From the concluding race of the Texas big school state track meet last May, here’s Matthew Boling of Strake Jesuit H.S. in Houston running down from 30 yards behind behind the anchorman for one of the 4 fastest high school 4 x 400m relay teams in the nation.
From Texas Monthly in 1984 by my old professor at Rice U., Bill Martin
The Fastest Nice Christian Boy in the World
Then Bobby Morrow lost his speed, and he began to have certain doubts.
BY WILLIAM MARTIN
… In the fall of 1955 Bobby Morrow and I were inducted into the Frater Sodalis, a men’s social club [at Abilene Christian College]. We called ourselves Frats, but our club’s activities bore little resemblance to what went on in fraternities at the godless institutions we referred to deprecatingly as state schools. A few years earlier a man had been refused admission to the club because he had drunk wine while on a trip to France. During my tenure, another man was rejected because he was said to have drunk beer in Waco. We met on Wednesday nights, after the midweek church services we all attended, in the same classroom where I took Bible, and the slightest off-color remark could be penalized by a monetary fine or a specified number of licks with a belt. When the meeting was over, we climbed the fire escape on the science building and sang our official club song and our mildly satirical drinking song (“Drink Milk”), then went to the Dixie Pig for pie and ice cream.
It sounds tame—of course, it was tame—but we were certain that we were the sophisticated elite of the college, and we were almost as certain that everyone else knew it. And Bobby Morrow was one of us. He didn’t say much at meetings, but when invited to lay stripes on the tensed-up butts of errant brothers, his licks manifested coordination and power that made them fearful to behold, awesome to receive, ennobling to bear. He seldom went with us to the Pig, but we did not hold that against him. In those days and in that setting, going home to his new wife, Jo Ann, elicited considerably more envy than pity; marriage seemed to us not a burdensome matter but an institution of unimaginable licentiousness.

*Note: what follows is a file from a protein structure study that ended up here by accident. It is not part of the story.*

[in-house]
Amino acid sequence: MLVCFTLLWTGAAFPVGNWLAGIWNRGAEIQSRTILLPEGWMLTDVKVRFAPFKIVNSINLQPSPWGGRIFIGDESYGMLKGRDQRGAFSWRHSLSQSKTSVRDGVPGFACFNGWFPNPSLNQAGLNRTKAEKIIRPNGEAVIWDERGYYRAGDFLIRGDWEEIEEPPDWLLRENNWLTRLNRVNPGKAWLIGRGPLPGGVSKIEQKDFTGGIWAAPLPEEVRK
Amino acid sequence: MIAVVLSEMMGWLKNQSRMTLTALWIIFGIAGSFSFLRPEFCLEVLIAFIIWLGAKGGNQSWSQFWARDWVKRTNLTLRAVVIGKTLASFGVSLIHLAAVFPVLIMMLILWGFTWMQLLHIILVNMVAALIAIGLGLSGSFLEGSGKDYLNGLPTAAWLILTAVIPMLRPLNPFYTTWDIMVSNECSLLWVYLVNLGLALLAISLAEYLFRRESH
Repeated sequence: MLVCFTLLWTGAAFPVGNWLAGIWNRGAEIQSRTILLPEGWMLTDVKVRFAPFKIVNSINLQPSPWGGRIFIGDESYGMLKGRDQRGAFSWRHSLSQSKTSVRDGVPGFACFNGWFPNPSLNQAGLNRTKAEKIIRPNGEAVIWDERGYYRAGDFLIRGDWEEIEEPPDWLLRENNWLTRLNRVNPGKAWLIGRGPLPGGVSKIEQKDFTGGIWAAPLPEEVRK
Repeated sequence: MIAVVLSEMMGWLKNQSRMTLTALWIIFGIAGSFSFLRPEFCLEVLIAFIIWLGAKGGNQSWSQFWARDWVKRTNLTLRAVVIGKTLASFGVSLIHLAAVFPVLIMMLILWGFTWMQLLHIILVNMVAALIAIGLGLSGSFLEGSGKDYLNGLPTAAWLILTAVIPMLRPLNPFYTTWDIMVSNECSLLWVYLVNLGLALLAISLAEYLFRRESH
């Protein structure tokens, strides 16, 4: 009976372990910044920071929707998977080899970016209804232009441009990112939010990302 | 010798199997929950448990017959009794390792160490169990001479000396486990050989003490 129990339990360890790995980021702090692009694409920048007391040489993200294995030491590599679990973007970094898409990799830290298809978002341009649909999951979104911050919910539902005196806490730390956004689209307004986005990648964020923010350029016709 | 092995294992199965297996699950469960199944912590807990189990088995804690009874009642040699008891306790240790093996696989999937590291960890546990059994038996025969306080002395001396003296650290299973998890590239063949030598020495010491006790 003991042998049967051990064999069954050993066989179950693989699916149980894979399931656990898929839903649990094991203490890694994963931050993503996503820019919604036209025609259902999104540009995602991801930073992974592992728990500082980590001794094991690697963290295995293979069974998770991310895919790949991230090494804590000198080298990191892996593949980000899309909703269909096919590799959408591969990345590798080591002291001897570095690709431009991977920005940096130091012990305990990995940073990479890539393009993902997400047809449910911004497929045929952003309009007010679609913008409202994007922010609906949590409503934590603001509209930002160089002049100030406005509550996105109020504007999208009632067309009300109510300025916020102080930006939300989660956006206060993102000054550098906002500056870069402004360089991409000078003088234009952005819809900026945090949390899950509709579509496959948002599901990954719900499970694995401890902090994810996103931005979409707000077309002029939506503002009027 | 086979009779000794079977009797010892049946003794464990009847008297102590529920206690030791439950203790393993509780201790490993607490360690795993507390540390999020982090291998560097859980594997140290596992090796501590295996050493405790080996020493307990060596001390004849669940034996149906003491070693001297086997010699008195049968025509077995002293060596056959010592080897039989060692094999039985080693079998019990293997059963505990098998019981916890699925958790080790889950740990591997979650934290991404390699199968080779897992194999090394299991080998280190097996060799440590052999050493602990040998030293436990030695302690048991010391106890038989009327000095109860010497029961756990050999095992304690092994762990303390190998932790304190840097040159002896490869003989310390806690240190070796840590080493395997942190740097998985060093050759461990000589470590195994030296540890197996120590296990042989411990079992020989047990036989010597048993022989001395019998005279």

It was a heady time to be Bobby Morrow’s friend. Besides Morrow, Jackson’s new crop of recruits included Waymond Griggs, a quick-starting flash from Camden, Arkansas, and James Segrest, a versatile sprinter and hurdler who, with 28 points, had brought the Class B title home to Bangs, though he was his team’s only representative. In 1956 they were joined by Bill Woodhouse, as unlikely-looking a world-class sprinter as ever churned down a straightaway, and Abilene Christian College found itself with the best sprint relay team in the world. Over the next three years, in individual and team events, Wildcat sprinters would set or tie world records eleven times. But 1956 belonged to Bobby Morrow.
His only defeat that spring came during a 38-degree downpour at the Drake Relays, when Duke’s Dave Sime got a rolling start and beat him out of the blocks by four yards.
Dr. Dave Sime won the silver medal in the 1960 Olympic 100m dash. His son-in-law was wide receiver Ed McCaffrey of Stanford, who beat out Senator Cory Booker for the starting job, and the Denver Broncos. His grandson Christian McCaffrey was third in the NFL in 2018 in All Purpose Yards.
But at the 1956 Olympics in Melbourne, Bobby Morrow won 3 gold medals, in the 100 m, 200 m, and as anchorman of the US 4 x 100 m relay team.